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The key to successful travel is preparation

Travelers want their trip to see the World Cup in South Africa to include more than just soccer.

July 19, 2009|CATHARINE HAMM

Question: My son and his friend, both 19, have tickets to three games at the World Cup soccer event in South Africa next summer. They'll be in Johannesburg, but they would like to see as much as they can. Should they use a travel agent? Buy travel insurance? What should they see and do? Where should they stay?

Karen Mitchell

San Clemente

Answer: Travel is a bit like that final exam you still have nightmares about: You can't cram for it in one night. So it's great Mitchell is beginning early. It may take a year to get all the questions answered.

The biggest issue in travel planning, often times, is not the specifics of where to stay and what to see and do but where to start. So for advice, I turned to three travel experts: Arthur Frommer, the dean of travel and longtime guidebook author, and Susan Spano and Christopher Reynolds, both longtime travel writers for the Los Angeles Times.

Frommer's new book, "Ask Arthur Frommer," contains a wealth of information on the very topics Mitchell is asking about. He suggests, for instance, using a travel counselor, which is not a travel agent but an advisor who can construct itineraries for travelers. It will cost you, but he thinks it could be well worth it. Frommer also goes out on a limb and names names of businesses and organizations he likes, including airfare consolidators. He doesn't dismiss using travel agents (and this is a case where using an agent makes sense), but he does suggest that one vet them carefully before choosing.

Spano and Reynolds also are old hands at creating itineraries and making arrangements themselves. Their secret to success is the research part of the preparations. "Basically, what I do is read," Spano wrote in an e-mail to me. "And then I read. And then I read some more. In that way, my destinations become clear to me." Spano doesn't limit herself to guidebooks; she's especially fond of novels whose authors take pains to get the destination down correctly. "Mystery novels are full of great ideas," she said.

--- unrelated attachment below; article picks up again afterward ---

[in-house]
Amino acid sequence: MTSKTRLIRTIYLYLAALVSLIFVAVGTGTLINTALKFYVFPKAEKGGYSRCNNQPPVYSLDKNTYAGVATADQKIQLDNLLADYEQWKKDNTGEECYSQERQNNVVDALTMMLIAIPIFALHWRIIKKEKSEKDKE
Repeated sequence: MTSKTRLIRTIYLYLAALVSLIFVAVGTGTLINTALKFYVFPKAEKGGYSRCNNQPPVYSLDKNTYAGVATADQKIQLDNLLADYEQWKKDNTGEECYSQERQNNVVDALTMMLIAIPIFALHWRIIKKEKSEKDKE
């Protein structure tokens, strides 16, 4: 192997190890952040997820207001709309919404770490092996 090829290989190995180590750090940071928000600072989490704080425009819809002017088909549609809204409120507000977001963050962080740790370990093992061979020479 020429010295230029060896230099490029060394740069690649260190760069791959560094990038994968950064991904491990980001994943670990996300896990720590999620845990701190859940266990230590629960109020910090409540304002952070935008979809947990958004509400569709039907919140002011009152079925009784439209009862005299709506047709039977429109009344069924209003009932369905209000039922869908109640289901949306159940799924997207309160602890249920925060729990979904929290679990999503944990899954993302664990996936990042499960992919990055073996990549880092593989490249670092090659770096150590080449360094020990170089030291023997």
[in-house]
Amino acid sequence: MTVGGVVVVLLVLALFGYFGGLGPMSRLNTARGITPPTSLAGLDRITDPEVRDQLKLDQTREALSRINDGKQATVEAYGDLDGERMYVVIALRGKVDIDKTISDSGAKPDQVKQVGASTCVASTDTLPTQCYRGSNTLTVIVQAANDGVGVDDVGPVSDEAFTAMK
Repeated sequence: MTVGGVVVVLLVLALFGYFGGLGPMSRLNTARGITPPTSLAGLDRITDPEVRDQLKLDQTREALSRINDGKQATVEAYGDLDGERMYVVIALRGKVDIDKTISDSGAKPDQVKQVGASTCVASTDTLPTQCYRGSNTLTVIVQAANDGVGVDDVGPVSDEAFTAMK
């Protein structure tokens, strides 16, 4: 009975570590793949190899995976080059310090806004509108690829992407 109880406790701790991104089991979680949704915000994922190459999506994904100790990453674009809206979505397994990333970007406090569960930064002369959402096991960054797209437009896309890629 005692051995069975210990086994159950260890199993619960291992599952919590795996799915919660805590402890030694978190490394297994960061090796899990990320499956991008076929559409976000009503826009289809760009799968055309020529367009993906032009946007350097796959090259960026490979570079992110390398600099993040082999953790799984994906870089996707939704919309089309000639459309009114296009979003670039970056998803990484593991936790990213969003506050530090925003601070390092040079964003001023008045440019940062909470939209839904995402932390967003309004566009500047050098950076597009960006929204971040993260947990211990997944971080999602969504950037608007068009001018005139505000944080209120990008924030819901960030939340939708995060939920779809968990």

Reynolds also likes to layer a little human interaction. "I seek out friends and acquaintances and plausible-seeming strangers who have made recent visits. . . . I value firsthand traveler info greatly if I can look into the eyes of the sources and gauge how their tastes may differ from mine." Both Spano and Reynolds use Internet recommendations but take everything with a grain of sea salt.

"If info comes from a semi-anonymous Web source based on one person's experience, I don't trust it as much," Reynolds wrote.

Good starting points for any foreign journey are the State Department website ( ) and the CIA Factbook ( the-world-factbook/geos/US.html). Remember that political pressures and biases can creep into anything, even guidebooks, which you should also have at hand. Don't rely on just one source to give you the full picture.

Make sure you get your travelers' input too. Of course, as the mom, you get to tell them, "No, absolutely not." Yes, they're young adults, but you're the one who's going to be lying awake at night worrying about them.

Veto power seems a small price to pay for the price we pay to turn them into adventuresome (please, God, not too much) adults (and, amen, not too soon).


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